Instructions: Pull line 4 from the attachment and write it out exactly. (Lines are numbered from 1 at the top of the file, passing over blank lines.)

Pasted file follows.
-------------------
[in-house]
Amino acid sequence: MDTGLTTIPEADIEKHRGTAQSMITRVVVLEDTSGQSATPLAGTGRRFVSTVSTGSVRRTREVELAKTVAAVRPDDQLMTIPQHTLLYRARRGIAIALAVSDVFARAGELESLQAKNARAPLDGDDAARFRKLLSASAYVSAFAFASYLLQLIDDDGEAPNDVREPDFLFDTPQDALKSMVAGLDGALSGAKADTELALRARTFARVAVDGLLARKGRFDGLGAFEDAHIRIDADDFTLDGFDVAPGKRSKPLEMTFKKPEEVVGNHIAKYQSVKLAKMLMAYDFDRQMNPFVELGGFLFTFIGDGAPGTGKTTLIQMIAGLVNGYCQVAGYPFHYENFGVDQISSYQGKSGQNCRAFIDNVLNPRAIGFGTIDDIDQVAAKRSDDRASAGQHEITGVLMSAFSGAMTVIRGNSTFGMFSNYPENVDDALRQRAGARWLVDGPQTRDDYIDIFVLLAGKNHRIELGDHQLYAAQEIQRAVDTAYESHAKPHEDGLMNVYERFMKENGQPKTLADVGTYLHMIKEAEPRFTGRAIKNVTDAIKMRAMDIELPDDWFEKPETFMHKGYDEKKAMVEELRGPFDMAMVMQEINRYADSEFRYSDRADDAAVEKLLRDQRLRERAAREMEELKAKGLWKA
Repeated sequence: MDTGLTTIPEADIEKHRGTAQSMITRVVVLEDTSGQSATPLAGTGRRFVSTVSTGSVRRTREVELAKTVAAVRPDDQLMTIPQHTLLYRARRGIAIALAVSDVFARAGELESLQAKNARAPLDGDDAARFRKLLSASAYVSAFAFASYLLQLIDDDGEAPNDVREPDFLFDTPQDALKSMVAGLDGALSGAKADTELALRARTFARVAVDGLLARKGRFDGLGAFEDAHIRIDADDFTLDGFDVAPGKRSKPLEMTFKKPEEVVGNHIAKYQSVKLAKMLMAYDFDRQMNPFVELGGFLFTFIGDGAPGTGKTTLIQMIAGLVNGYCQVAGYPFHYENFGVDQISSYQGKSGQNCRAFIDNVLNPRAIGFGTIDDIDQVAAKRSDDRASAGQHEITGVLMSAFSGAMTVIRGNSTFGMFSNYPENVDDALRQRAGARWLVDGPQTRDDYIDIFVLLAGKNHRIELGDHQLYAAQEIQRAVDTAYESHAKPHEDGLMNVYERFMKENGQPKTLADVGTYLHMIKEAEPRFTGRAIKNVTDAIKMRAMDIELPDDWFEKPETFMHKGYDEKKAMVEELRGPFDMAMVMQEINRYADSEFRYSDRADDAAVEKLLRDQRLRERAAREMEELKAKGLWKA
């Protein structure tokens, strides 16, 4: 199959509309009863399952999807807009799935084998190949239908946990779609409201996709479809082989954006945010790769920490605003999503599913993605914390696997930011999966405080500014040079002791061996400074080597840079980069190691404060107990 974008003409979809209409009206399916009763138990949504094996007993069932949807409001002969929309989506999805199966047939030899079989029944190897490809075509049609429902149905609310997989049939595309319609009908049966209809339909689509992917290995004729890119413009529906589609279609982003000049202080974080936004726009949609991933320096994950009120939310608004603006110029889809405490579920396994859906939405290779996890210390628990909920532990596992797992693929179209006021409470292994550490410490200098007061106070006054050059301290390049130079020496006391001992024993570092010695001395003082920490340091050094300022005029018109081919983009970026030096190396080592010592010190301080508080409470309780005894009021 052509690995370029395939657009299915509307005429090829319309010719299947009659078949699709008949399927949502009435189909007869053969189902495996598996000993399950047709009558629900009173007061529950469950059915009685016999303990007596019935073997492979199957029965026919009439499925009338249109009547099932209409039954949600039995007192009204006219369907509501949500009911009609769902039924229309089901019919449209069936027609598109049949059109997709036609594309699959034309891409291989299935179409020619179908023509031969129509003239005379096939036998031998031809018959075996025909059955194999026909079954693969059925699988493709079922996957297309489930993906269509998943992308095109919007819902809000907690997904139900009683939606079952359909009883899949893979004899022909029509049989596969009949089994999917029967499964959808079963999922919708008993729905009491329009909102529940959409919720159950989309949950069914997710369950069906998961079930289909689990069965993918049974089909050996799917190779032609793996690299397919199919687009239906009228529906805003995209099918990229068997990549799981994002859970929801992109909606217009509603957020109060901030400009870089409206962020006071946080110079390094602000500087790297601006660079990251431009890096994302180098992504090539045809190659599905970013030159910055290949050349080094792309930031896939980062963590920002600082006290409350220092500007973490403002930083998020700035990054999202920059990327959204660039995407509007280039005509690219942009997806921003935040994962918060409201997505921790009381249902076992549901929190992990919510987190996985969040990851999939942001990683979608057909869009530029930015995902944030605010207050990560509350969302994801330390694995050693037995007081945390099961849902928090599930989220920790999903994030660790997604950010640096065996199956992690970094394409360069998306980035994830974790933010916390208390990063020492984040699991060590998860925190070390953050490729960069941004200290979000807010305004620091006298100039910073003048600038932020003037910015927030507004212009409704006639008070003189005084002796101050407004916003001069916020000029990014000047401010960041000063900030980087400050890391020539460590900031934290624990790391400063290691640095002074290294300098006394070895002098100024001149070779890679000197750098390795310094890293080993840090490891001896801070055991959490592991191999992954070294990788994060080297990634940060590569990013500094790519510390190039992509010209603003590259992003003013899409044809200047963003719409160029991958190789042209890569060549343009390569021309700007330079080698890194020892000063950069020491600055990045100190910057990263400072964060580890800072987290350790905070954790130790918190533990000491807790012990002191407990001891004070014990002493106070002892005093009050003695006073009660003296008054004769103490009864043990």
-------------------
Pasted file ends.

């Protein structure tokens, strides 16, 4: 199959509309009863399952999807807009799935084998190949239908946990779609409201996709479809082989954006945010790769920490605003999503599913993605914390696997930011999966405080500014040079002791061996400074080597840079980069190691404060107990 974008003409979809209409009206399916009763138990949504094996007993069932949807409001002969929309989506999805199966047939030899079989029944190897490809075509049609429902149905609310997989049939595309319609009908049966209809339909689509992917290995004729890119413009529906589609279609982003000049202080974080936004726009949609991933320096994950009120939310608004603006110029889809405490579920396994859906939405290779996890210390628990909920532990596992797992693929179209006021409470292994550490410490200098007061106070006054050059301290390049130079020496006391001992024993570092010695001395003082920490340091050094300022005029018109081919983009970026030096190396080592010592010190301080508080409470309780005894009021 052509690995370029395939657009299915509307005429090829319309010719299947009659078949699709008949399927949502009435189909007869053969189902495996598996000993399950047709009558629900009173007061529950469950059915009685016999303990007596019935073997492979199957029965026919009439499925009338249109009547099932209409039954949600039995007192009204006219369907509501949500009911009609769902039924229309089901019919449209069936027609598109049949059109997709036609594309699959034309891409291989299935179409020619179908023509031969129509003239005379096939036998031998031809018959075996025909059955194999026909079954693969059925699988493709079922996957297309489930993906269509998943992308095109919007819902809000907690997904139900009683939606079952359909009883899949893979004899022909029509049989596969009949089994999917029967499964959808079963999922919708008993729905009491329009909102529940959409919720159950989309949950069914997710369950069906998961079930289909689990069965993918049974089909050996799917190779032609793996690299397919199919687009239906009228529906805003995209099918990229068997990549799981994002859970929801992109909606217009509603957020109060901030400009870089409206962020006071946080110079390094602000500087790297601006660079990251431009890096994302180098992504090539045809190659599905970013030159910055290949050349080094792309930031896939980062963590920002600082006290409350220092500007973490403002930083998020700035990054999202920059990327959204660039995407509007280039005509690219942009997806921003935040994962918060409201997505921790009381249902076992549901929190992990919510987190996985969040990851999939942001990683979608057909869009530029930015995902944030605010207050990560509350969302994801330390694995050693037995007081945390099961849902928090599930989220920790999903994030660790997604950010640096065996199956992690970094394409360069998306980035994830974790933010916390208390990063020492984040699991060590998860925190070390953050490729960069941004200290979000807010305004620091006298100039910073003048600038932020003037910015927030507004212009409704006639008070003189005084002796101050407004916003001069916020000029990014000047401010960041000063900030980087400050890391020539460590900031934290624990790391400063290691640095002074290294300098006394070895002098100024001149070779890679000197750098390795310094890293080993840090490891001896801070055991959490592991191999992954070294990788994060080297990634940060590569990013500094790519510390190039992509010209603003590259992003003013899409044809200047963003719409160029991958190789042209890569060549343009390569021309700007330079080698890194020892000063950069020491600055990045100190910057990263400072964060580890800072987290350790905070954790130790918190533990000491807790012990002191407990001891004070014990002493106070002892005093009050003695006073009660003296008054004769103490009864043990």